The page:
The Lincoln Tower
Audio: “The Lincoln Tower” featuring Tom Castaldi. Courtesy of WBNI-Fort Wayne.
Lincoln Tower was Indiana’s first skyscraper,home of the Lincoln Bank, originally founded by Theodore Wentz and Samuel Foster on May 20, 1905 as the German-American Bank. Lincoln Tower has 22 stories and is 312 feet high. Inside the main entrance are seven bronze panels that depict scenes from Abraham Lincoln’s life. The main banking lobby is 85 feet wide, 110 feet long, and two stories high. Inside the lobby are two murals that symbolize elements of nature and signs of the zodiac that are depicted on the lobby’s ceiling. Building materials that were used in the construction of the main lobby are Milford granite, Italian travertine marble, hand wrought bronze, Vermont marble, and Indiana limestone. The soda fountain in the snack shop is the original fountain and is still in use today. The murals inside the Lincoln Tower were done by Glenn M. Shaw who worked for a year in preparing the artwork seen on the bank’s walls and ceiling. Shaw described his murals as follows:
The allegory represented in the decoration in the Lincoln National Bank and Trust Company of Fort Wayne refers to the energizing properties of the sun. The sun is represented by the gold disk in the center of the ceiling decoration (representing the course of energy) surrounded by the signs of the zodiac. The flame design and the long golden rays, terminating with hands, refer to the radiating energy of the sun, this being an ancient Egyptian symbol, while the cloud forms represent the nebulae of the heavens.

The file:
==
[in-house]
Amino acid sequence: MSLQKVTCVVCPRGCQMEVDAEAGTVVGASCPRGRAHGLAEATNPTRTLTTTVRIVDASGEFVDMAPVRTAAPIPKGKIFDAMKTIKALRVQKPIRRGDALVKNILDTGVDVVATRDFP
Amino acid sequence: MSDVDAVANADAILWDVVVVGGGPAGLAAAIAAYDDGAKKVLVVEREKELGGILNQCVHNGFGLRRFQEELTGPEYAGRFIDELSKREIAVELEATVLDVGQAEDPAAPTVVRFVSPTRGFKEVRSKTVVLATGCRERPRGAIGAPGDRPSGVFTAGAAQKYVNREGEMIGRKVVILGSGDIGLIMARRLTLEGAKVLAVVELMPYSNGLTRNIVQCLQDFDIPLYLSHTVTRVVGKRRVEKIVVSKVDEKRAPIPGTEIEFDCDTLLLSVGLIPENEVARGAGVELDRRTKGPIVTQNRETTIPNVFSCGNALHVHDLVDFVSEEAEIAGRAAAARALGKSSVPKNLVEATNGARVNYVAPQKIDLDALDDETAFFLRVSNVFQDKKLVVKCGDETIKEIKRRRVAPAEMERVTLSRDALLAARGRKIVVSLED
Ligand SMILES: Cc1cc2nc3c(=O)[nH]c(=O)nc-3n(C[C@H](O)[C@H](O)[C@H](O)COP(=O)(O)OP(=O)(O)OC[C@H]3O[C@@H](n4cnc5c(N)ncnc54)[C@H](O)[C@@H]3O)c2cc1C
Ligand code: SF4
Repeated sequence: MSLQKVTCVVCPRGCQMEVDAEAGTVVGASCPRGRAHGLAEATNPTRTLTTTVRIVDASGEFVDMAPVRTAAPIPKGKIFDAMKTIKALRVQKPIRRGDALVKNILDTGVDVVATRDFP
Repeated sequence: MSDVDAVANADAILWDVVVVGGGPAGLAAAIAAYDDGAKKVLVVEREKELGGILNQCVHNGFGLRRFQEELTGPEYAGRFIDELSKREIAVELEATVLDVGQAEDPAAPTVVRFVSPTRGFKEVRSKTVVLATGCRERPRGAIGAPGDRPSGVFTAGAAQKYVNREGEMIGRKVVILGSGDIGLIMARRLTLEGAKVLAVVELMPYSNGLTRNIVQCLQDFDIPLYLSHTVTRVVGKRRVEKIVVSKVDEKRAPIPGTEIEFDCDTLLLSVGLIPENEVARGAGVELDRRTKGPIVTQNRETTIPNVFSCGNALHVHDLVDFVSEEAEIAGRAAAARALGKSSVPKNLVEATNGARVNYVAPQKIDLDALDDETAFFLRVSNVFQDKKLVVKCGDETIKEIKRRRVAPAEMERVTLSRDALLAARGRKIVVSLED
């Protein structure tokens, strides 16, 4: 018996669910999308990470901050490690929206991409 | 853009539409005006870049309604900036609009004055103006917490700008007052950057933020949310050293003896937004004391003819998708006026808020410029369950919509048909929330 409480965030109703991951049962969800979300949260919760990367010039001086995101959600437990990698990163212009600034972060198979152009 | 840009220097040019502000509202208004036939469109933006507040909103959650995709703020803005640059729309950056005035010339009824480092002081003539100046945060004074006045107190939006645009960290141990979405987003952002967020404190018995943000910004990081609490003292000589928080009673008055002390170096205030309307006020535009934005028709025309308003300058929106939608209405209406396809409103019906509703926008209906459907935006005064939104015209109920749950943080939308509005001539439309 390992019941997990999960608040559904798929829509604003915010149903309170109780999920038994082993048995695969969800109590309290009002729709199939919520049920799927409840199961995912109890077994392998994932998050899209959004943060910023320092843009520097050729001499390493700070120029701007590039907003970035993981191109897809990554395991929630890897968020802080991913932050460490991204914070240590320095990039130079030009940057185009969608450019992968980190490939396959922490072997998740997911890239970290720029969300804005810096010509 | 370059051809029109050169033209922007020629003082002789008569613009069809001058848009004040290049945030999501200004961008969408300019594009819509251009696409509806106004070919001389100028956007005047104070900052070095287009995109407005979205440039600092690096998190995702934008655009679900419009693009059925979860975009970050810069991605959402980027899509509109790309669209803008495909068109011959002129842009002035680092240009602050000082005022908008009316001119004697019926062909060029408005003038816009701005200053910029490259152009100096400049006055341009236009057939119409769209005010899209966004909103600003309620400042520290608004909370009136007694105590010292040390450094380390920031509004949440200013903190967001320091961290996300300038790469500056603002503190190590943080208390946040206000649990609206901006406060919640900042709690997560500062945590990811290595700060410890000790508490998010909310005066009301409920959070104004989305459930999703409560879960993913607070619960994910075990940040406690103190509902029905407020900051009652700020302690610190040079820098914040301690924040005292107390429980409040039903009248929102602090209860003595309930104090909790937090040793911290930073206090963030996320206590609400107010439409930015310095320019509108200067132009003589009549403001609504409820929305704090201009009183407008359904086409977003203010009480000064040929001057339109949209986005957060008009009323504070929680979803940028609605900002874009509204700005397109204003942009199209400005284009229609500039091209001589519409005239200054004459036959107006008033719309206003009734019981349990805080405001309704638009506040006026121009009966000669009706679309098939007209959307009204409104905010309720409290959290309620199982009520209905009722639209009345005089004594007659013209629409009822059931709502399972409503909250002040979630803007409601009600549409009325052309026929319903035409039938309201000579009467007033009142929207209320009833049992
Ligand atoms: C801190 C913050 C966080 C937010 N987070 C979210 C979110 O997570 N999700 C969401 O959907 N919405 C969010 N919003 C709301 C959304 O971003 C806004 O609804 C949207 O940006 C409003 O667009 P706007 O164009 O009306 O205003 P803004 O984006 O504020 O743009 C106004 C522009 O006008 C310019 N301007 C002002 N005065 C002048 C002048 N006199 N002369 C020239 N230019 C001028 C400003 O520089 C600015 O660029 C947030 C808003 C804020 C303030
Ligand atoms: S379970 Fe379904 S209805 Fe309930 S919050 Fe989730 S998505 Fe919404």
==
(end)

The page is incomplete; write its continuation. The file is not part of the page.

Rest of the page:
The panel (lunet form) opposite the entry is entitled “The Reception of Energy” and is symbolized by the central female figure. She symbolizes the fecundity of the earth and is identified by the triangle, or “Delta,” character above her head, which refers to the female principle in nature. She is surrounded by the natural resources of nature: at the right, Agriculture and Stock; at the left, Fisheries, Mining, and Water Power.
The two sculptural figures super-imposed on this panel represent “Spring,” at the left, and “Summer,” at the right.
The panel at the opposite end of the room is entitled “The diffusion of Energy” and is symbolized by the central male figure. The symbol above his head is the “Cruxansala” and indicates the male principle in nature. At the right is “Commerce” with the globe and winged caduceus; behind her is “Science” with a retort; above him is “Labor” with sledge and anvil; and behind him is “Justice” with palm.
The figures at the left are: “Music” with lyre; “Education,” the old man with scroll and boy looking on; and “Architecture” holding an ionic capital in his hands.
The two sculptural figures super-imposed on this panel represent “Fall,” at the left, and “Winter,” at the right.
Photos courtesy of Allen County-Fort Wayne Historical Society and Google.com
From the files of ARCH Inc.